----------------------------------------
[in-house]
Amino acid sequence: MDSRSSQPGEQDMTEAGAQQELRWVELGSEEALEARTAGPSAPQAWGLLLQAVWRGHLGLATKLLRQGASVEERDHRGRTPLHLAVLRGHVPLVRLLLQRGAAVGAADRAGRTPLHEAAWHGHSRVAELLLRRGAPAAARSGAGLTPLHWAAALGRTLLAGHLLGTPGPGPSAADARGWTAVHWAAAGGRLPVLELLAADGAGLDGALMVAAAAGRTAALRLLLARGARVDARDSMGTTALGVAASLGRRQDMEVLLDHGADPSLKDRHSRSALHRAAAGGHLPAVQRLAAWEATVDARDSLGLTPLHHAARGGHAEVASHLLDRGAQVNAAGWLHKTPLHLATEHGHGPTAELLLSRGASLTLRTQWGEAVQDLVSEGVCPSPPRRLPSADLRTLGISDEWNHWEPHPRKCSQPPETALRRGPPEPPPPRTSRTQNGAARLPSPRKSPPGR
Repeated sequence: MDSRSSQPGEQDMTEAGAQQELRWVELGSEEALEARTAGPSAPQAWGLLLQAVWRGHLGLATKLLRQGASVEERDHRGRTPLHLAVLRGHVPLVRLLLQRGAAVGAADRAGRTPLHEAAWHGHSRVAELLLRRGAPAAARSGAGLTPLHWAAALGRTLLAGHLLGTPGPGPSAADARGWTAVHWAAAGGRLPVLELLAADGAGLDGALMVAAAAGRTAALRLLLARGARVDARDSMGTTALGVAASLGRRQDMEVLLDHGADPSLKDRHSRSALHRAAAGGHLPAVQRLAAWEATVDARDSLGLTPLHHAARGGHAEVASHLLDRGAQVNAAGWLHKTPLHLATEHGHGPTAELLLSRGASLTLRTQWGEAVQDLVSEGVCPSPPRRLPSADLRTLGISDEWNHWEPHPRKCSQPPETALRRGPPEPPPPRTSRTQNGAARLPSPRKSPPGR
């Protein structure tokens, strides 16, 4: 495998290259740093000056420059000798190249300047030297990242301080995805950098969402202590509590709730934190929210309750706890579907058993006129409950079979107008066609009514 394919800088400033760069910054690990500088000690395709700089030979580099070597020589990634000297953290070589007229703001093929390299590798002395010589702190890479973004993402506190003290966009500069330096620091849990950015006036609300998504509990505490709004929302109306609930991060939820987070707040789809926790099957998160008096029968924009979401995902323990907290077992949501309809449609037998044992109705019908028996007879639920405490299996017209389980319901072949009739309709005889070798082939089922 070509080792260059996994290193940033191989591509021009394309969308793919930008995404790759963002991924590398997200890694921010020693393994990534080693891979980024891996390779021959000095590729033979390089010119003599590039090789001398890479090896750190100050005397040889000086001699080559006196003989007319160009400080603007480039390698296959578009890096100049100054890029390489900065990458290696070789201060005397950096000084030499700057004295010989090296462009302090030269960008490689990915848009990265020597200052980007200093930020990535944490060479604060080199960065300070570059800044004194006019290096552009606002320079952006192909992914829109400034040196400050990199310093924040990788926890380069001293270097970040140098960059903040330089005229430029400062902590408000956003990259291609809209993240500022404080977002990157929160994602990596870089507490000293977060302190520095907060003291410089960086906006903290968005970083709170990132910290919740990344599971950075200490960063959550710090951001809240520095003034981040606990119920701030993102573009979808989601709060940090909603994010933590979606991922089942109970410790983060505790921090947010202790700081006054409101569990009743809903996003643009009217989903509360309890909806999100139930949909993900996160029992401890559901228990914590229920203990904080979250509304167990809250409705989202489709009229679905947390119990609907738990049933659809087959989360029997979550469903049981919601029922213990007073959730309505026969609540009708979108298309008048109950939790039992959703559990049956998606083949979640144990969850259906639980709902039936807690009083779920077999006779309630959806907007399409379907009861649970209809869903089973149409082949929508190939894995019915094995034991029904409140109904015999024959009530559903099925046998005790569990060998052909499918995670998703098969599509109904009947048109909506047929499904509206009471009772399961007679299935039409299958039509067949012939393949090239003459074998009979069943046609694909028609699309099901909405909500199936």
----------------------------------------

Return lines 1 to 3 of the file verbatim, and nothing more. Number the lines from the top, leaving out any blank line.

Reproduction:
[in-house]
Amino acid sequence: MDSRSSQPGEQDMTEAGAQQELRWVELGSEEALEARTAGPSAPQAWGLLLQAVWRGHLGLATKLLRQGASVEERDHRGRTPLHLAVLRGHVPLVRLLLQRGAAVGAADRAGRTPLHEAAWHGHSRVAELLLRRGAPAAARSGAGLTPLHWAAALGRTLLAGHLLGTPGPGPSAADARGWTAVHWAAAGGRLPVLELLAADGAGLDGALMVAAAAGRTAALRLLLARGARVDARDSMGTTALGVAASLGRRQDMEVLLDHGADPSLKDRHSRSALHRAAAGGHLPAVQRLAAWEATVDARDSLGLTPLHHAARGGHAEVASHLLDRGAQVNAAGWLHKTPLHLATEHGHGPTAELLLSRGASLTLRTQWGEAVQDLVSEGVCPSPPRRLPSADLRTLGISDEWNHWEPHPRKCSQPPETALRRGPPEPPPPRTSRTQNGAARLPSPRKSPPGR
Repeated sequence: MDSRSSQPGEQDMTEAGAQQELRWVELGSEEALEARTAGPSAPQAWGLLLQAVWRGHLGLATKLLRQGASVEERDHRGRTPLHLAVLRGHVPLVRLLLQRGAAVGAADRAGRTPLHEAAWHGHSRVAELLLRRGAPAAARSGAGLTPLHWAAALGRTLLAGHLLGTPGPGPSAADARGWTAVHWAAAGGRLPVLELLAADGAGLDGALMVAAAAGRTAALRLLLARGARVDARDSMGTTALGVAASLGRRQDMEVLLDHGADPSLKDRHSRSALHRAAAGGHLPAVQRLAAWEATVDARDSLGLTPLHHAARGGHAEVASHLLDRGAQVNAAGWLHKTPLHLATEHGHGPTAELLLSRGASLTLRTQWGEAVQDLVSEGVCPSPPRRLPSADLRTLGISDEWNHWEPHPRKCSQPPETALRRGPPEPPPPRTSRTQNGAARLPSPRKSPPGR